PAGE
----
Open Car Transport is the most common type of auto shipping at Phoenix Car Transport. So, let’s get clear what is Open Car Transport? It means that auto transport includes an open trailer and that your vehicle will be outdoors. And that’s it! Your vehicle is safely attached and is being transported in a convenient way. It is convenient and AFFORDABLE! Yes, yes. Open Car Transport is an affordable method as well. If you want to save money Read More...
ENCLOSED CAR TRANSPORT
Shipping a car is a big decision to make. You think about the affordability and safety of the car transport. With Phoenix Car Transport, it is no longer a hard thing to do. We offer an Enclosed Car Transport, and we offer it at reasonable rates. While Open Car Transport includes an open trailer, Enclosed Car Transport is a type when your vehicle is being placed in an enclosed trailer. Which is safer than the other! Read More...
Phoenix School Teachers Continue their Protests Against Low Pay and School Funding
May 2, 2018
Arizona Educators United leaders announced Monday that the state’s teacher walkout will proceed into Wednesday.
The decision was declared in the statement that was made on a closed group on Facebook, by Dylan Wegela, the administrator of the group, on behalf of the AEU’s leadership.
The decision to expand the walkout came when many Arizona teachers gathered for the 3rd day at the Capitol on Monday to protest low-pay and school funding. Also, many schools around the state remained closed, while the Legislature prepared to introduce a budget package that gives them raises but falls short of other demands.
The budget package consulted between Republicans who control the Legislature and GOP Gov. Doug Ducey gives the initial 10% of what will be a 20% increase by 2020. The governor is counting a 1%raise awarded to teachers this year as part of that raise, meaning it will be 19% by 2020.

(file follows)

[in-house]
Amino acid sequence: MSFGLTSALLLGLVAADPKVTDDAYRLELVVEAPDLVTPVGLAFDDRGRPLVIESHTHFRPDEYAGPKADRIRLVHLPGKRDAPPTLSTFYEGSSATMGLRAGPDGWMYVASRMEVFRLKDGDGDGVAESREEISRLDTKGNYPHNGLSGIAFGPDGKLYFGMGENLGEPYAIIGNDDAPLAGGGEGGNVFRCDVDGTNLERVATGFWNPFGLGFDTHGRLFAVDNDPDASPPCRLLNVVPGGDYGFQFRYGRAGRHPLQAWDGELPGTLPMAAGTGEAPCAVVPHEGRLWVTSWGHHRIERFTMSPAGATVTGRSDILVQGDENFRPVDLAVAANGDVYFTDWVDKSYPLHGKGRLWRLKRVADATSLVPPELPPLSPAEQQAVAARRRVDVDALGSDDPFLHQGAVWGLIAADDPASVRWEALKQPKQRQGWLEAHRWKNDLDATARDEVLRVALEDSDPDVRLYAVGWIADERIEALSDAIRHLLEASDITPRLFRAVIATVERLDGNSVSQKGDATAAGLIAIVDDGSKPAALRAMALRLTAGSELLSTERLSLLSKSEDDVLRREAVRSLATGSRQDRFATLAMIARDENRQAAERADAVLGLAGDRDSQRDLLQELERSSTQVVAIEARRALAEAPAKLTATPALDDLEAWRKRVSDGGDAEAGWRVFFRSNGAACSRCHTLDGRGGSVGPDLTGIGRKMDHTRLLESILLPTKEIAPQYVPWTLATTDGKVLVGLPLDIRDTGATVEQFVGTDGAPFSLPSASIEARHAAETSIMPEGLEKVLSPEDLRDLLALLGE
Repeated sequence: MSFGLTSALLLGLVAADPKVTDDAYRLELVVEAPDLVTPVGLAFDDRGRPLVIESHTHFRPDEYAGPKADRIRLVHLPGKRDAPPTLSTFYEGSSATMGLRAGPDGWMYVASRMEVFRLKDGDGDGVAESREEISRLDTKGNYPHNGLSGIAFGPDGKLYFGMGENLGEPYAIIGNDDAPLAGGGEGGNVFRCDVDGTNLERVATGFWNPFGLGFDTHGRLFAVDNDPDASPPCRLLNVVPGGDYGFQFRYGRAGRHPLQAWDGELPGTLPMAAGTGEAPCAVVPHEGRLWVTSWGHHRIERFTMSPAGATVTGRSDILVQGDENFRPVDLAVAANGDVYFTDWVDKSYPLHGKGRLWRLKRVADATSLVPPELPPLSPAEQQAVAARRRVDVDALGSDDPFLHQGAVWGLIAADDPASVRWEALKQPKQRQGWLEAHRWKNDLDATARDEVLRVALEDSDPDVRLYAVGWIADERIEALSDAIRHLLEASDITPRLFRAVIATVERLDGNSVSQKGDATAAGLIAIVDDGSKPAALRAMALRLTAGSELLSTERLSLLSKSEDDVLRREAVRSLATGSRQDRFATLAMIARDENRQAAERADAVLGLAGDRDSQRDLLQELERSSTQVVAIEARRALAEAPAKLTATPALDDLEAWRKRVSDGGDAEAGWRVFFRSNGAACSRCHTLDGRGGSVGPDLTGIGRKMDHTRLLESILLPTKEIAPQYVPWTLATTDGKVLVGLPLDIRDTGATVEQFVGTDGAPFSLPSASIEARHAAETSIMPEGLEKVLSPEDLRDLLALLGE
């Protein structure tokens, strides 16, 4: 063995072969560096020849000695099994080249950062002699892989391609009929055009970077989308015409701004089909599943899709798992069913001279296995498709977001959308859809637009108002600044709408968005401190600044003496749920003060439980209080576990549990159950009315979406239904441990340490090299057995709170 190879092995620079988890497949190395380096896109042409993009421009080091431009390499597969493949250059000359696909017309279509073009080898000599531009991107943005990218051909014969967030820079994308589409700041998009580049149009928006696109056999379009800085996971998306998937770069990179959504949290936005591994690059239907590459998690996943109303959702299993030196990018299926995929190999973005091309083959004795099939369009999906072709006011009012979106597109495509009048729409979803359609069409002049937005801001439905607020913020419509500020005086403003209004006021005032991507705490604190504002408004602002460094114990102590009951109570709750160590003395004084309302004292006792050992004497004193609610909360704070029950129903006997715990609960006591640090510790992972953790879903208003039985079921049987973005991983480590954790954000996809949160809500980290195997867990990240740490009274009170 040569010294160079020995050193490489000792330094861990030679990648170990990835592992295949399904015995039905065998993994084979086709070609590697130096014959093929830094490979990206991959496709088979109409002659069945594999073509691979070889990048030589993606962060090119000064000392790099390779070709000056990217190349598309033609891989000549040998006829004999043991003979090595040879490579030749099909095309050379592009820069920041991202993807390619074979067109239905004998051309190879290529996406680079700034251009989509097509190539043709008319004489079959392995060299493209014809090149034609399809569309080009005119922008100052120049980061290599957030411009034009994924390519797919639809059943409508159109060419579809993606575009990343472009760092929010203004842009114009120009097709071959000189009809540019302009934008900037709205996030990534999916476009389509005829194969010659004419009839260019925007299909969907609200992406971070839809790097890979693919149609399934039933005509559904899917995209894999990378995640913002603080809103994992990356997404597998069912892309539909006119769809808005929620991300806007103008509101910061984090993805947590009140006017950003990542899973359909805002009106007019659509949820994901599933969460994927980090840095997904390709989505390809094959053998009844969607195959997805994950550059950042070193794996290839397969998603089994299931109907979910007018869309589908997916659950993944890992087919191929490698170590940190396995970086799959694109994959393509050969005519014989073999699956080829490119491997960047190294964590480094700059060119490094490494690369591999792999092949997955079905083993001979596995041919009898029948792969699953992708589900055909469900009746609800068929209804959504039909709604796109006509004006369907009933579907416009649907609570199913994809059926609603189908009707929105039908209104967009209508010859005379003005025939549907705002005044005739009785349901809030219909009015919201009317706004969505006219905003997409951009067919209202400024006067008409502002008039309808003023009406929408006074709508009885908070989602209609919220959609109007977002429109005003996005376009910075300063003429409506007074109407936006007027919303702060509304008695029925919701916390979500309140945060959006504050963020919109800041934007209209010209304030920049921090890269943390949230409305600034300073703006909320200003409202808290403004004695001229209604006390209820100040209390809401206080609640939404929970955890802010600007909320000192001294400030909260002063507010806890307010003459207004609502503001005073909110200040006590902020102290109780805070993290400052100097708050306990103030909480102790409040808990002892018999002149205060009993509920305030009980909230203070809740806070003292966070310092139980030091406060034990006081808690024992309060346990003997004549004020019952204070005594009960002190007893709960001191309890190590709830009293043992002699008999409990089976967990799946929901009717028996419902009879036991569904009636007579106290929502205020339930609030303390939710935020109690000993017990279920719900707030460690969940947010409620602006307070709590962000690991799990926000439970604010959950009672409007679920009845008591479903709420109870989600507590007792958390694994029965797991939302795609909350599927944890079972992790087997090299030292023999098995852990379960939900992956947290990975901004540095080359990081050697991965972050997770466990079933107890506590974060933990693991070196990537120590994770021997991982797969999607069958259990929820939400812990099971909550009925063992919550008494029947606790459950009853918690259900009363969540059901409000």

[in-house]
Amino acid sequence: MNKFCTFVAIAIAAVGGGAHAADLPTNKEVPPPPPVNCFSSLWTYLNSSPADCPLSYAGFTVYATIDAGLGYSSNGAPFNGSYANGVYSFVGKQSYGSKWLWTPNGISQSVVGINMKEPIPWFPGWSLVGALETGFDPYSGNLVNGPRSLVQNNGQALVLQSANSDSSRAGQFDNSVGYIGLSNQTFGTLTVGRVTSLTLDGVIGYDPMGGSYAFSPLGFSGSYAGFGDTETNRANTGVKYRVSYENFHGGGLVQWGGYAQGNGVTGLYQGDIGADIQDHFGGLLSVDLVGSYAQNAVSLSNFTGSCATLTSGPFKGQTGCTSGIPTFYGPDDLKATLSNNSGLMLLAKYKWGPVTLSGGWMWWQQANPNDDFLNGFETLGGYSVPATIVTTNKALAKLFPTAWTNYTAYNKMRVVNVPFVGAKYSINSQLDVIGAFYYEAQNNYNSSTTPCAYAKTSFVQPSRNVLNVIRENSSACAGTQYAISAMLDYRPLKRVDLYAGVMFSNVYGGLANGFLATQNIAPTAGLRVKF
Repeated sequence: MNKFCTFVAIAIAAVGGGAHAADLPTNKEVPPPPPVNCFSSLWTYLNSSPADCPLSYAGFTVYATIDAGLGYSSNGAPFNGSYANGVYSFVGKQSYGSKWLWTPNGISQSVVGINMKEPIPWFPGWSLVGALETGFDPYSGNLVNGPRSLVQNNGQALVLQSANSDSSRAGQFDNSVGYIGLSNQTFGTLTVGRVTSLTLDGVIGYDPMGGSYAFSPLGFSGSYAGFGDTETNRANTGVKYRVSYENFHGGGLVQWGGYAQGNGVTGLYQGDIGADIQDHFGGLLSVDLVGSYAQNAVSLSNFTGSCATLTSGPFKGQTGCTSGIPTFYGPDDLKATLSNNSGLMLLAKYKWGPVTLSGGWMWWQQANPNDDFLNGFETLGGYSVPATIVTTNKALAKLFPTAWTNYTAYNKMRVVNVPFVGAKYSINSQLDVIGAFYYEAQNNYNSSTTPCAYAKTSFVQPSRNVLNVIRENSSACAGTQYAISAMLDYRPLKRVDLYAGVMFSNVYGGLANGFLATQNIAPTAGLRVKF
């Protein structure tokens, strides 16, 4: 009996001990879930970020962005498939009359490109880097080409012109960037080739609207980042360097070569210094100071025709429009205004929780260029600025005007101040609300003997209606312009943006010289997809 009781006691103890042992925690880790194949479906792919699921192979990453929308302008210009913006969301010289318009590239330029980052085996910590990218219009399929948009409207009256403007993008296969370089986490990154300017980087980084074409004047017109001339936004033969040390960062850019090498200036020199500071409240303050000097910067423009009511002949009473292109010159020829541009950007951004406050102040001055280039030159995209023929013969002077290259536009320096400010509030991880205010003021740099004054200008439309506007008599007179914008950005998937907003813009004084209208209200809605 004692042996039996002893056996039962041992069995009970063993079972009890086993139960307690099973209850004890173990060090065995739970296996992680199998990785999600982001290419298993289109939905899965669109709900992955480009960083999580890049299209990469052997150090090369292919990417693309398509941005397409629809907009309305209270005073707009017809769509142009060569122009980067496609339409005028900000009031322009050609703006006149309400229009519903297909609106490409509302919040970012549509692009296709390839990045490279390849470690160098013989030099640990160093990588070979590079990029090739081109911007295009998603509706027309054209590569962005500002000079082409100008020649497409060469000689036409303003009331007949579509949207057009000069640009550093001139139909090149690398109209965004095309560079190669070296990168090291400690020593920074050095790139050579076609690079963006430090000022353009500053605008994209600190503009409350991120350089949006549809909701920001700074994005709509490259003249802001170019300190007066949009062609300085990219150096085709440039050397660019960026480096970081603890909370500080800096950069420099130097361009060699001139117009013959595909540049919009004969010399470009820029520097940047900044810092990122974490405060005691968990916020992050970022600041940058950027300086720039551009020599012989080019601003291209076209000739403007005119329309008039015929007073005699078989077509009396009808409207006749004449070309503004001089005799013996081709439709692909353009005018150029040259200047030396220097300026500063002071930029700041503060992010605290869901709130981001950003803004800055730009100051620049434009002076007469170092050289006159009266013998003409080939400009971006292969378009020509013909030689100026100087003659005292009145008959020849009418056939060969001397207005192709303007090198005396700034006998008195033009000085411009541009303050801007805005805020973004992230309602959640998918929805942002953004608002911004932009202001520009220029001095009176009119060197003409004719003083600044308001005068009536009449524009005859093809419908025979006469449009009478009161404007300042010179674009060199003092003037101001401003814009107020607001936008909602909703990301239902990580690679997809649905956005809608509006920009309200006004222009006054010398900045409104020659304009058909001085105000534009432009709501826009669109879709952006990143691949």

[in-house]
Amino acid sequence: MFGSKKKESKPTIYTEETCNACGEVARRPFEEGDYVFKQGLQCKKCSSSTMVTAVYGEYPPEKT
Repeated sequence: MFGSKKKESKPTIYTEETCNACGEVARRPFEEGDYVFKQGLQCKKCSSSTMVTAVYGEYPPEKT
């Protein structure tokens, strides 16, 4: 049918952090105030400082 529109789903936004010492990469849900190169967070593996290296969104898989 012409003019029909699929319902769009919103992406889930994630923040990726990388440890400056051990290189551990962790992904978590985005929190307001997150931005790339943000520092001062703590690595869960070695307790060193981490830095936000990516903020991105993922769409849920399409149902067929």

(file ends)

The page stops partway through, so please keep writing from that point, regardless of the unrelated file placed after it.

It also restores $100 million out of the nearly $400 million in recession-era cuts to a fund that helps schools pay for books, school buses, and other capital expenses.
But several teachers interviewed Monday said that doesn’t go far enough after years of low funding that not only left them among the lowest paid in the nation but also has many schools operating with broken equipment and outdated books.
Jessica Hauer, a former classroom teacher at a Phoenix-area school district now working in administration, said her district’s schools have worn out central air conditioning, fire alarm and security systems that will cost millions to replace.
“The fire alarm system now at (one) school goes off so often the students are starting to ignore it,” Hauer said.
Some educators are concerned that the governor’s pay raise only go to teachers with set classes and not help other staff, who teaches at the Apache Junction Unified School District.
“I get paid just as much as a teacher does and I don’t think it’s right. I’m worried about our classified staff not getting a fare increase,” Walker said. “And we have to attract teachers. We have to bring teachers to Arizona not lose them to other states.”
The question for Ducey and Republican lawmakers who control the Legislature is how long will teachers remain off the job after walking out Thursday. Organizers have said they are making those decisions day by day and plan to continue to keep the heat on the Legislature.
Arizona Education Association president Joe Thomas said he believes teachers will be rallying at the Capitol on Tuesday.
Monday’s rally drew as many as 10,000 teachers, according to estimates from the Department of Public Safety, and the leader of the national teacher’s union, the American Federation of Teachers. Despite the presence of the state and national unions, the Arizona walkout is mainly led by a grassroots group of teachers that mobilized after a strike in West Virginia in a movement that’s spread to several other states.
Demonstrators, now in their third day at the statehouse grounds, came prepared with tents, chairs and plenty of water. Several teachers said they’re ready to show up Tuesday and beyond, including Margaret Cordova, a teacher at Sonoran Sky Elementary School.